Meta settles with DOJ over alleged discriminatory housing ads, stock swings to 26-month low

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The US Department of Justice announced on Tuesday that it has reached a settlement agreement with Meta Platforms Inc. META,
-3.97%,
formerly known as Facebook Inc., to resolve allegations of discriminatory advertising in violation of the Fair Housing Act (FHA). Shares of Meta reversed an earlier gain of up to 2.5% to trade down 3.6% toward the lowest close since April 3, 2020. The DOJ complaint alleged that the Meta algorithms that determine which users of Facebook received real estate ads discriminated against Facebook users on the basis of race, color, religion, gender, disability, family status and national origin. As part of the settlement, Meta will stop using Special Ad Audience, an advertising tool for real estate listings, by the end of 2022, and will develop a new system by December 2022 to address racial and other disparities caused through the use of personalization algorithms. Meta will also pay a civil penalty of $115,054, which is the maximum penalty under the FHA. “As part of this settlement, we will create a new machine learning method within our ad system that will change the way real estate ads are served to people residing in the United States in different demographic groups,” said Meta said in a statement to MarketWatch. “While HUD has raised concerns about personalized real estate ads in particular, we also plan to use this method for employment and credit-related ads in the U.S.” Meta stock fell 53, 1% since the start of the year, while the S&P 500 SPX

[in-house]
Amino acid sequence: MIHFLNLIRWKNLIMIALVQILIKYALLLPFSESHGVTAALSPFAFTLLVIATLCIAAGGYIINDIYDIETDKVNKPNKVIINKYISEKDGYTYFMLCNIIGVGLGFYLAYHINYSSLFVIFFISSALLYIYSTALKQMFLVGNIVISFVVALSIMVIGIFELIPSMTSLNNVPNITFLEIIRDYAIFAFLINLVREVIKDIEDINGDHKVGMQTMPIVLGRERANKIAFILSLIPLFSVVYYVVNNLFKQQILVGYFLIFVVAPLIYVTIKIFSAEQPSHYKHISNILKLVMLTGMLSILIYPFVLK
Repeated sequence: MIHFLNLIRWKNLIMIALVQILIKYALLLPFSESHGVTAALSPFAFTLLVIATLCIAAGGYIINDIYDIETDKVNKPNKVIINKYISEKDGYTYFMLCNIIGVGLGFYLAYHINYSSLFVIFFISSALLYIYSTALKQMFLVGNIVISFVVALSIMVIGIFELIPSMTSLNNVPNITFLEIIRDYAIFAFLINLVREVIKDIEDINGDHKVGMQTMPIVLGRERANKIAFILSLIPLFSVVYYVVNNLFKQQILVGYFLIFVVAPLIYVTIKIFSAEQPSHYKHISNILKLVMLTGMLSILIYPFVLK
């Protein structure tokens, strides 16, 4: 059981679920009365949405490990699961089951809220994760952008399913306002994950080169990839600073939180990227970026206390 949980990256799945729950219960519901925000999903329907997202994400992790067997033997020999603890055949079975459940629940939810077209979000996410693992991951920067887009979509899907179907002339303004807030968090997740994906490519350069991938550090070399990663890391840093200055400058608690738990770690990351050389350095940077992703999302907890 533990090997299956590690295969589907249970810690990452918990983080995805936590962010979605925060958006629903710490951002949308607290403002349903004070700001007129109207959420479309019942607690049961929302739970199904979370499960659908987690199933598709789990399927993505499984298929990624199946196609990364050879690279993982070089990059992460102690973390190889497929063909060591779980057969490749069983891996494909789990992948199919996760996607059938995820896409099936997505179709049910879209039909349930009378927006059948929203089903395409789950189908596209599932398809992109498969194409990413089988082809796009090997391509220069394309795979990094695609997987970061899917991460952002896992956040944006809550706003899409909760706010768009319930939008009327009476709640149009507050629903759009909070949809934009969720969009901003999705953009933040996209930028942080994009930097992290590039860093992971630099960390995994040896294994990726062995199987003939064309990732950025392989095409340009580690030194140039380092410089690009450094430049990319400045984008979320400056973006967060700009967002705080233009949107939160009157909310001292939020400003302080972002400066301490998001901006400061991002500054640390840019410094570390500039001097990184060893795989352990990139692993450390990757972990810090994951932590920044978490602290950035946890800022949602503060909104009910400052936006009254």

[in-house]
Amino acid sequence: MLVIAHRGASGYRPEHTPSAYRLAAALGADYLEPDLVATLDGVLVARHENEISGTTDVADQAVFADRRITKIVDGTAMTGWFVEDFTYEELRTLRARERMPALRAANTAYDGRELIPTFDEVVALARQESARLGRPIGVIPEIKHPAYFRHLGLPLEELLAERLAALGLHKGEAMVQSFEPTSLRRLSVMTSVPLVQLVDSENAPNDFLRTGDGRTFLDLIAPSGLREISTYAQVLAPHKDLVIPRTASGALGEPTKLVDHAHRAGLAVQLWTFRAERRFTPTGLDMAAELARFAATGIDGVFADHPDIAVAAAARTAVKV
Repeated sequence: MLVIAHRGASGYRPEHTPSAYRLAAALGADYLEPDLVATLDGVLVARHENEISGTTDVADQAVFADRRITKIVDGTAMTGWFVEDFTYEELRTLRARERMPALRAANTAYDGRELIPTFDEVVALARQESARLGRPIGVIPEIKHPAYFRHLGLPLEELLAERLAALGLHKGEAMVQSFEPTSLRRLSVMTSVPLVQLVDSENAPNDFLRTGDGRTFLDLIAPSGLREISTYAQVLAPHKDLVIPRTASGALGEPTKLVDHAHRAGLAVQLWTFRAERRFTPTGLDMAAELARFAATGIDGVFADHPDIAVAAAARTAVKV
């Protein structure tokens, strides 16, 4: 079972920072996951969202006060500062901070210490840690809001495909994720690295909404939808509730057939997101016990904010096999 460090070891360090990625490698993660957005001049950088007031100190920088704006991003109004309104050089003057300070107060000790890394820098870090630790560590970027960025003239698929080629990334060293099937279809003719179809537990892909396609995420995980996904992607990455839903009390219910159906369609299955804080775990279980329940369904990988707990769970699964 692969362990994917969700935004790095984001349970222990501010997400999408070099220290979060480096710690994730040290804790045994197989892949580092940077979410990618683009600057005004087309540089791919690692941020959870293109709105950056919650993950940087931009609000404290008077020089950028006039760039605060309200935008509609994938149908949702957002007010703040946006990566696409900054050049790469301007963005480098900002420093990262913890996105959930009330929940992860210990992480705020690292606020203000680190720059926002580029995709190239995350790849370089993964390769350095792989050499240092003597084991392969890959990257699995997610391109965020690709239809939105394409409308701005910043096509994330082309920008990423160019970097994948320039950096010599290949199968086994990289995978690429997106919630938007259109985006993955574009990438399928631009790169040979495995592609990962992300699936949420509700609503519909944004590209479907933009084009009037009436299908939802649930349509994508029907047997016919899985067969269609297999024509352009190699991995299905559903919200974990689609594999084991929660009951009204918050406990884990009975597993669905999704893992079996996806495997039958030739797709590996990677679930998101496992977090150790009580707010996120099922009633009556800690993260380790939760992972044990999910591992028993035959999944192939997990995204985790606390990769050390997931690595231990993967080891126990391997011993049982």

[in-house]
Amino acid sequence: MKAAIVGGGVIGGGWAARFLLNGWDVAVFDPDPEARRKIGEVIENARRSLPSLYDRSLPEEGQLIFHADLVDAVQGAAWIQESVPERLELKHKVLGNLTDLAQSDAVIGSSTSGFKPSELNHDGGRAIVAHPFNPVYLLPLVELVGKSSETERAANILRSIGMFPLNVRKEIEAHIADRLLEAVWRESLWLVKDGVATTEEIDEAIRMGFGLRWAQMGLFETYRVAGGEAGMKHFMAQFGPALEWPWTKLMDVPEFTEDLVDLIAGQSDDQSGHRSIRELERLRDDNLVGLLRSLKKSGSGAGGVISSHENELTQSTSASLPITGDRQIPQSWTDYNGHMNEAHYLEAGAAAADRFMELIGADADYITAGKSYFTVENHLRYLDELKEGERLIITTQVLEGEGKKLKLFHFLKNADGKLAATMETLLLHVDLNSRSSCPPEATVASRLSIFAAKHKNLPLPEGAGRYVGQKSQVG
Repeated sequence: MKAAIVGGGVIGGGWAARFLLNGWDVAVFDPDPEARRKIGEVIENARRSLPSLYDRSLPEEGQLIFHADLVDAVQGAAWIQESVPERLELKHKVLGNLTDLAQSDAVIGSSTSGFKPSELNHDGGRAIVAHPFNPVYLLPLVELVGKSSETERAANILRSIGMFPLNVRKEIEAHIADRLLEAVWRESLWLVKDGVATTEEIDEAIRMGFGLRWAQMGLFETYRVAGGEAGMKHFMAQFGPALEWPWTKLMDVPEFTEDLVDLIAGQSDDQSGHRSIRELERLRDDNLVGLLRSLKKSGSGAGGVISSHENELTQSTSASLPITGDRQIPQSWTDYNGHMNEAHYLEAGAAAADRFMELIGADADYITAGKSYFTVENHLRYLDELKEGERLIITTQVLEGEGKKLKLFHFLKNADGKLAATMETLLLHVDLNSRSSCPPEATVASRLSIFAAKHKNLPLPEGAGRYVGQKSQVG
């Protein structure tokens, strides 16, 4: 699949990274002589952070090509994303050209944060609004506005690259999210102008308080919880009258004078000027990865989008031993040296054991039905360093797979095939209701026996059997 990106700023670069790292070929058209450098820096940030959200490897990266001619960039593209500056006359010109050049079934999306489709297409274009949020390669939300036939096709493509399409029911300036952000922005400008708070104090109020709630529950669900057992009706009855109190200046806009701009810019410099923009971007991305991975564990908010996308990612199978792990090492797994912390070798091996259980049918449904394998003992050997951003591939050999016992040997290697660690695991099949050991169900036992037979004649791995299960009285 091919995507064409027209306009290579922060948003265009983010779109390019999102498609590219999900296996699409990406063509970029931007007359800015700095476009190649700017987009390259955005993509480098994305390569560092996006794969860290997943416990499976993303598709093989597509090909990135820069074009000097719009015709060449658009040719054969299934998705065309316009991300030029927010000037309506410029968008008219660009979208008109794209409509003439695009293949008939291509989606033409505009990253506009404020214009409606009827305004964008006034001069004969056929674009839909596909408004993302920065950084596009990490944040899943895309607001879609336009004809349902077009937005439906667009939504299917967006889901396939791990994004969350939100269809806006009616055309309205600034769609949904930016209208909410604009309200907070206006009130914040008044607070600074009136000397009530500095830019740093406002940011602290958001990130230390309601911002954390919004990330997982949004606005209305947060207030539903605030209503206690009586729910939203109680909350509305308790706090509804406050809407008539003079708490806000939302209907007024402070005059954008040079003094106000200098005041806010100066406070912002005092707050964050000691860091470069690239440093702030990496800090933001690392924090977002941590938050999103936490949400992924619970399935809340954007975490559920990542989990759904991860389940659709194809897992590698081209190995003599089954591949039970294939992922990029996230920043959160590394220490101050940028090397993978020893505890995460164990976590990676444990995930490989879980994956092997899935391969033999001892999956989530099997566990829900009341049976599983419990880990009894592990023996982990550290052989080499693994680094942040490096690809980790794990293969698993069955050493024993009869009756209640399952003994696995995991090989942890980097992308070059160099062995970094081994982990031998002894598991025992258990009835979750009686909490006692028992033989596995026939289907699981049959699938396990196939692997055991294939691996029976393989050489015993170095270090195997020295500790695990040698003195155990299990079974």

+2.79%
lost 21.0%.

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